What Pans To Use, Cake For 150Ppl~Help!

Decorating By 2txmedics Updated 13 Mar 2010 , 4:47am by indydebi

2txmedics Posted 12 Mar 2010 , 4:01am
post #1 of 16

Ok, I have a cake to make for saturday....the cake has to feed 150ppl and I want my base cake to be using a 12" pan.

Im so confused as I looked at all my notes, books, whatever, and They all say something different as to how many ppl they feed! I dont want to be cut short and I ceratinly dont want to "give" way to much cake/work.

Im using a wilton fountain to the side of the cakes. So when they say a 6" feeds 12, is that a one layer, so if make it a 2layers its now 24? Im asking as I copied from different sites and Im getting way off numbers.

In my notes I copied off the net from different sites to compare I have:
12" - 40ppl one pan
10" - 28ppl one pan
8" - 20ppl one pan
6" - 12ppl one pan

and Im 2 layers...so Im so lost...as another person has it make different amounts..OK, IM STOPPING, IM RAMBLING...HELP!!!!!

15 replies
metria Posted 12 Mar 2010 , 4:15am
post #2 of 16
2txmedics Posted 12 Mar 2010 , 4:20am
post #3 of 16

OMG!!!! It sure does!!! thanks so much!!!! I didnt even know it existed!!! Ive been sitting here with my pans, notes and caluclator!!! lol...dahhhh

metria Posted 12 Mar 2010 , 4:21am
post #4 of 16

part of the confusion might be because "party" cake slices are generally bigger than "wedding" cake slices. from wilton's site:

Party Cakes

Quote:
Quote:

Serving amounts are based on party-sized portions of approximately 1.5 x 2 in. Cakes from 3 to 6 in. high, baked in the same size pan, would yield the same number of servings because they follow the same pattern of cutting. Cakes shorter than 3 in. would yield half the number of servings indicated for that pan. Number of servings are intended as a guide only.




Wedding Cakes

Quote:
Quote:

Serving amounts are based on wedding-sized portions of approximately 1 x 2 in. Cakes from 3 to 6 in. high, baked in the same size pan, would yield the same number of servings because they follow the same pattern of cutting. Cakes shorter than 3 in. would yield half the number of servings indicated for that pan. Number of servings are intended as a guide only.


2txmedics Posted 12 Mar 2010 , 4:28am
post #5 of 16

what I had done when I first started making cakes was go to different sites of ppl who make cakes, like Earlene's cakes, and so on...well I just printed out the charts, from about 4 different ppl.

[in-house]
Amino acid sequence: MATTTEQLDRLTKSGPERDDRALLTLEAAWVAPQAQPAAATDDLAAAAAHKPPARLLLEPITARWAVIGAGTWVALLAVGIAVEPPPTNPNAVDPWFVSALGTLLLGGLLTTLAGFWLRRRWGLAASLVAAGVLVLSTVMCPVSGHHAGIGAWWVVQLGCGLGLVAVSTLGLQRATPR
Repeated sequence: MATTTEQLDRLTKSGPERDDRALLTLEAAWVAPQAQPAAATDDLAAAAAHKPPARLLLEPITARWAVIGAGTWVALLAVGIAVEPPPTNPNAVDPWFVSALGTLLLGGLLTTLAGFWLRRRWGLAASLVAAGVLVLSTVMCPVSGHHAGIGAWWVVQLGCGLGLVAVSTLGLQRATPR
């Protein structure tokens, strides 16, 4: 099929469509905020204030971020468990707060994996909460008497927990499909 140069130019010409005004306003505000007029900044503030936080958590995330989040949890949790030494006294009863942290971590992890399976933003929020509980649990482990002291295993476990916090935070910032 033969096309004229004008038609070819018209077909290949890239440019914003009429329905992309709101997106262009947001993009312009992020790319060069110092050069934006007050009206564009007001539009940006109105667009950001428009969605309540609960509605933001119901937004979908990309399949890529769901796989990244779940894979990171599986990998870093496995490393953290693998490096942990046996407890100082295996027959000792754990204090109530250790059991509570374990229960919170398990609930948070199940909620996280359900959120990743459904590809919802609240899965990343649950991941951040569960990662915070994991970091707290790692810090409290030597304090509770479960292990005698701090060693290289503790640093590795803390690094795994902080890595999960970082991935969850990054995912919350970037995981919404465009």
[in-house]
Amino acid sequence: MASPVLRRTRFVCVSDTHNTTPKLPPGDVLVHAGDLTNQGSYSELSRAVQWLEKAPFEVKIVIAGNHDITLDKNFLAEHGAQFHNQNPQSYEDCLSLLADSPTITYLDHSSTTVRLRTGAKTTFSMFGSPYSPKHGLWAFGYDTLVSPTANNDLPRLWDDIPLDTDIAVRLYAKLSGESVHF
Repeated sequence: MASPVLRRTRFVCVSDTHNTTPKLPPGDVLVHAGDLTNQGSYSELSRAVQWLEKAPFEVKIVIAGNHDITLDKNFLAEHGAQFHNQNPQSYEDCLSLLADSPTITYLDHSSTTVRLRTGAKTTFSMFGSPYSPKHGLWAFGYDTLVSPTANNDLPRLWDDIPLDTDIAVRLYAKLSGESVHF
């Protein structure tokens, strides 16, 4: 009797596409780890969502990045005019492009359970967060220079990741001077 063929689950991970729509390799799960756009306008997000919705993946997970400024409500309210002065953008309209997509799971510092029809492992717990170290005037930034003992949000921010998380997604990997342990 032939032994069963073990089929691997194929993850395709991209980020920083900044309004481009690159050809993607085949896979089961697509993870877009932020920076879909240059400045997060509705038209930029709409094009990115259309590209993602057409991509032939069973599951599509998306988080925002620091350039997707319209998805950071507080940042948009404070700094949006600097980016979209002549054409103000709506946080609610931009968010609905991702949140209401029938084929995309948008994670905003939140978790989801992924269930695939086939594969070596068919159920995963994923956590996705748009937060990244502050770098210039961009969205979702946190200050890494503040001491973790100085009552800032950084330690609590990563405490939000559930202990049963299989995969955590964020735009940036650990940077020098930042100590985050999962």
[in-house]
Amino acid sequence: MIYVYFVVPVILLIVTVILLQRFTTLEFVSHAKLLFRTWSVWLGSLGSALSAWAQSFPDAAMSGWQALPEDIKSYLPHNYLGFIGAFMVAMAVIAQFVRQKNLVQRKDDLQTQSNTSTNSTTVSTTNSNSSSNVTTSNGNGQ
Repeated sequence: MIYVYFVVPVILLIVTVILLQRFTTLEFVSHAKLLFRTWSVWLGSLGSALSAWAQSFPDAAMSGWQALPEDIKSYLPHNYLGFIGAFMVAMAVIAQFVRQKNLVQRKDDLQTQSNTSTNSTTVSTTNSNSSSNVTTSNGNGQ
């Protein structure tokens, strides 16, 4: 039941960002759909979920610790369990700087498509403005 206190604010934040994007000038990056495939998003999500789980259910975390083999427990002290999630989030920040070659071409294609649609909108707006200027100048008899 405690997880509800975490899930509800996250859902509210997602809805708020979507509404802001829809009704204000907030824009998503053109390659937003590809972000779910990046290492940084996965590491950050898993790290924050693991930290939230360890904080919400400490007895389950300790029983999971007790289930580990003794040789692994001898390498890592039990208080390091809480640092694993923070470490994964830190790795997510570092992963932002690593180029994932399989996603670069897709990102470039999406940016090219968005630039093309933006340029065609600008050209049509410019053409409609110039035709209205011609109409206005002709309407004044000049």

They all give different slice amts for those pans!!!! So of course I got lost...lol

linstead Posted 12 Mar 2010 , 4:47am
post #6 of 16

Hey that Wilton chart cake calculator is pretty cool!

Sagebrush Posted 12 Mar 2010 , 2:37pm
post #7 of 16
Quote:
Originally Posted by metria

part of the confusion might be because "party" cake slices are generally bigger than "wedding" cake slices. from wilton's site:




Not exactly. Those explanations from the Wilton site are kind of long winded and leave you more confused than enlightened.

A standard party cake slice is 2"x2"x2" = 8 cubic inches of cake.

A standard wedding cake slice is 1"x2"x4" = 8 cubic inches of cake.

If you were just thinking 1"x2" vs. 2"x2", sure... it looks like party slices are bigger, but once you add in the difference in the height, you really end up with the same amount of cake.

What is really different is that what they're calling party slices are usually only one 2" layer, sometimes torted so that you can have 1 layer of filling in the middle. What they're calling wedding slices are usually two 2" layers, sometimes with just the one layer of filling in between the two, and sometimes torted so that you can have 3 layers of filling (or filling, frosting, filling) in between the layers of cake.

Earlene's chart does give more generous portions. All that really amounts to is more work for the person making the cake. If I were to go with Earlene's chart, my per serving price would have to be higher, so that I was still covering the costs of ingredients, overhead, and time to make the cake.

Sagebrush Posted 12 Mar 2010 , 3:26pm
post #8 of 16
Quote:
Originally Posted by 2txmedics

So when they say a 6" feeds 12, is that a one layer, so if make it a 2layers its now 24? Im asking as I copied from different sites and Im getting way off numbers.




No... when they say 6" feeds 12, they mean a 2 layer 6" round tier.

Here's some options for ya... I'm going by the Wilton chart, as that is industry standard. This is for 2 layer (so, approximately 4" tall) tiers.

http://www.wilton.com/wedding/wedding-cakes/wedding-cake-data.cfm

12" round = 56 servings
10" round = 38 servings
8" round = 24 servings
6" round = 12 servings

TOTAL = 130 servings

If you bump them all up one size:

14" round = 78 servings
12" round = 56 servings
10" round = 38 servings
8" round = 24 servings

TOTAL = 196 servings

If you went with squares instead of circles:

12" square = 72 servings
10" square = 50 servings
8" square = 32 servings
6" square = 18 servings

TOTAL = 172 servings

If you wanted to try mixed squares & circles (please note... sizes on this are the way they are because squares are bigger corner to corner, which means you need a bigger difference between the square tier and a round one underneath. An 8" square has a diagonal of 11.3"):